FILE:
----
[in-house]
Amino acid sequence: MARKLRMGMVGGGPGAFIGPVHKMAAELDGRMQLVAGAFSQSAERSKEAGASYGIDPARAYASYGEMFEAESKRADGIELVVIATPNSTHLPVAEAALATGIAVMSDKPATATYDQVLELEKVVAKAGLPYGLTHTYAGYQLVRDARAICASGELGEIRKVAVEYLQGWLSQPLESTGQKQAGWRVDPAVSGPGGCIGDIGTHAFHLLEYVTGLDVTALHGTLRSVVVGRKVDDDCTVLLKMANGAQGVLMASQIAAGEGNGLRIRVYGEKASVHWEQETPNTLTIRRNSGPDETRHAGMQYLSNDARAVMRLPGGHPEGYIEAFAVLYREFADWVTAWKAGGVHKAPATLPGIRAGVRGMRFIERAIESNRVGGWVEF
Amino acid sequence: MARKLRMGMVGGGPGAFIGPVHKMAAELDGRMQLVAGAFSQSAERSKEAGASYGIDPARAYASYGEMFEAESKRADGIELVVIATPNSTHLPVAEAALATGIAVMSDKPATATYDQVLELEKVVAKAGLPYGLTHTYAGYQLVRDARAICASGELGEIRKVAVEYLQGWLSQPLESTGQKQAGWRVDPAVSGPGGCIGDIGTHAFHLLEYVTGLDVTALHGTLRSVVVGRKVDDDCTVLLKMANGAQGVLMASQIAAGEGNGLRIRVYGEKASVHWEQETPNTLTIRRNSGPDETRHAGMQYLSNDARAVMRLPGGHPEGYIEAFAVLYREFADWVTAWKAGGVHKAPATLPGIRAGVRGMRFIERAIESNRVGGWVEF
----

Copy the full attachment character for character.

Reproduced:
[in-house]
Amino acid sequence: MARKLRMGMVGGGPGAFIGPVHKMAAELDGRMQLVAGAFSQSAERSKEAGASYGIDPARAYASYGEMFEAESKRADGIELVVIATPNSTHLPVAEAALATGIAVMSDKPATATYDQVLELEKVVAKAGLPYGLTHTYAGYQLVRDARAICASGELGEIRKVAVEYLQGWLSQPLESTGQKQAGWRVDPAVSGPGGCIGDIGTHAFHLLEYVTGLDVTALHGTLRSVVVGRKVDDDCTVLLKMANGAQGVLMASQIAAGEGNGLRIRVYGEKASVHWEQETPNTLTIRRNSGPDETRHAGMQYLSNDARAVMRLPGGHPEGYIEAFAVLYREFADWVTAWKAGGVHKAPATLPGIRAGVRGMRFIERAIESNRVGGWVEF
Amino acid sequence: MARKLRMGMVGGGPGAFIGPVHKMAAELDGRMQLVAGAFSQSAERSKEAGASYGIDPARAYASYGEMFEAESKRADGIELVVIATPNSTHLPVAEAALATGIAVMSDKPATATYDQVLELEKVVAKAGLPYGLTHTYAGYQLVRDARAICASGELGEIRKVAVEYLQGWLSQPLESTGQKQAGWRVDPAVSGPGGCIGDIGTHAFHLLEYVTGLDVTALHGTLRSVVVGRKVDDDCTVLLKMANGAQGVLMASQIAAGEGNGLRIRVYGEKASVHWEQETPNTLTIRRNSGPDETRHAGMQYLSNDARAVMRLPGGHPEGYIEAFAVLYREFADWVTAWKAGGVHKAPATLPGIRAGVRGMRFIERAIESNRVGGWVEF